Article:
John Farrell and the Shift Defense
The largest change in baseball strategy over the last decade has been the radically increased use of the shift defense in the past two years. This was pointed out in a Bill James Online article by John Dewan early in 2012. Farrell’s Blue Jays were among the earliest adopters of the shift, reportedly due to the influence of 3rd base coach Brian Butterfield. Butterfield has moved to Boston with Farrell, and we can expect the shift to make the trek east as well. He may be actually taking it with him, as reportedly the Jays are planning to lessen their use of the shift in 2013 (MLB.com report).
I had the damnedest time finding complete data on the use of the shift in 2012. I am pretty confident in my google-fu, and I could not find a full-season update of the data Dewan presented in midseason. What I did find were mentions at ESPN that the Jays were “among the leaders” in the use of the shift in 2012 (the Rays shifted the most), and that the Jays got the most value out of the shift of any club, saving an estimated 12 runs over the season. The Red Sox made not insignificant use of the shift last year, so we can’t expect the Butterfield shift to made a difference of any more than 5-10 runs if the BIS numbers are correct. At the same time, if a new strategy wins an entire game, that’s a pretty great new strategy.
One of the peculiarities of the Butterfield version of the shift was the use of Brett Lawrie. The Jays third baseman spent a significant amount of time in short right field against LHB, sometimes almost hugging the foul line, other times playing far behind the infielders in the 1B-2B hole. The Jays second baseman and shortstop just shifted a bit to the first base side. Lawrie’s positioning was both peculiar for a third baseman and peculiar for the shift-RF fielder, as he moved around the short outfield zone much more than the usual shift fielder. (See discussion at the Cut Off Man blog.)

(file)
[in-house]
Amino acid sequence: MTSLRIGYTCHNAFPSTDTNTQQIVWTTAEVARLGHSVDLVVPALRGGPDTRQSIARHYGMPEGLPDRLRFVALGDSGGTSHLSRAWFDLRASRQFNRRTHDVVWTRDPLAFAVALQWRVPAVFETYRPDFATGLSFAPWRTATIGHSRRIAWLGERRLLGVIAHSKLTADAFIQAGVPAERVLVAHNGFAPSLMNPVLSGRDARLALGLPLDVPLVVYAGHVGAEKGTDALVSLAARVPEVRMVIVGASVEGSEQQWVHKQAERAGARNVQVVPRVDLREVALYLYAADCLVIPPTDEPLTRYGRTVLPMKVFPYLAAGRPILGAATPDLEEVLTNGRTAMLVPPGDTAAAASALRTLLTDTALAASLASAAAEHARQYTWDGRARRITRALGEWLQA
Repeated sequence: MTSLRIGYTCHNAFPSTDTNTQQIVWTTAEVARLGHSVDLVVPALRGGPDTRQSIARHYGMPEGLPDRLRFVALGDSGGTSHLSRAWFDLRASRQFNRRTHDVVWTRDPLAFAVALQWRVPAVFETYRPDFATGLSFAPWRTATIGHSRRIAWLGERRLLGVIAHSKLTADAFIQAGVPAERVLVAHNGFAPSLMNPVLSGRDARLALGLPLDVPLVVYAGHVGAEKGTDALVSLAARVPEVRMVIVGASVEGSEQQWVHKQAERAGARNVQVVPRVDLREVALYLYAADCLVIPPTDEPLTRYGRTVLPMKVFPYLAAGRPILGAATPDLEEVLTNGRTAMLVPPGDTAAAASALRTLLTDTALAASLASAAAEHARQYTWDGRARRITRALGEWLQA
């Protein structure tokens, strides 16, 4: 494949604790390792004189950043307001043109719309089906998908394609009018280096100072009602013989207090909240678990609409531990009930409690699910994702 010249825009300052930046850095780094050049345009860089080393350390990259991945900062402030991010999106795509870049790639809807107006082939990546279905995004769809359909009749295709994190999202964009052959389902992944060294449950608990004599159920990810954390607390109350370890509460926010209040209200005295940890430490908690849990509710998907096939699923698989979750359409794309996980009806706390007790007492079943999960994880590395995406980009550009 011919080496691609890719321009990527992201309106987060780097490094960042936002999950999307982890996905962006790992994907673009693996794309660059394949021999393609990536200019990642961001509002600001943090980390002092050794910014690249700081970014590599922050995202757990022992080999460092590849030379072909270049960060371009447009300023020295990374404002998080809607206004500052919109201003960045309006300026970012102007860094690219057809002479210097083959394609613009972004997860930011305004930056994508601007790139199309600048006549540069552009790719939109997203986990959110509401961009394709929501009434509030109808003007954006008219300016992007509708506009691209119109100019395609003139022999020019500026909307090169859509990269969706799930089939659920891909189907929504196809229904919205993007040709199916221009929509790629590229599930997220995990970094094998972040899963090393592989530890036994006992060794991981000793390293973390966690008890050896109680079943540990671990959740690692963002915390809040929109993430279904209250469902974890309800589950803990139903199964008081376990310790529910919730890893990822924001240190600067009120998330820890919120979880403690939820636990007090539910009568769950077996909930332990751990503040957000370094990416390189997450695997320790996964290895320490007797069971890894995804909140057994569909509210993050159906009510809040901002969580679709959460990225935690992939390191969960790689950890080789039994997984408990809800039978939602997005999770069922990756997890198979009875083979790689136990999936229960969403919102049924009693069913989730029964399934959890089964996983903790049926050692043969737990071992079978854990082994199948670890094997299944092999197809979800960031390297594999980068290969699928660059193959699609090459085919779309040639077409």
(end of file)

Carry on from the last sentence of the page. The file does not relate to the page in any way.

The Red Sox also have a young, athletic, defensively gifted third baseman. And according to recent reporting by Jon Paul Morosi, it is indeed Will Middlebrooks who will be the key man in the new Red Sox shift. This is probably extrapolating too much from too little data, but I do think it’s interesting that the Jays got more value out of the shift than anyone else, despite using the shift a good bit less than the league leaders. If there’s something there beyond random variation, it seems likely that Butterfield’s odd deployments of Lawrie are the primary cause. Middlebrooks could be crucial to saving a few extra runs this year.
One question I have, regarding the shift, is its relative utility in Fenway Park. The Green Monster changes the game for left-handed hitters, and if the aggressive shift leads to any significant increase in opponent wall-ball doubles, it will likely not be a positive expectation strategy. At the same time, I have to imagine that for a creative baseball guy like Butterfield, the crazy dimensions of Fenway provide an opportunity for new defensive alignments. Where is the best place to put your LF against different kinds of hitters? Can you try to overload the left side against pull RHB, and where exactly would that overload go? These are questions not just for the season, but for the spring, as the Sox will be working out their new defensive responsibilities and alignments in Grapefruit League games.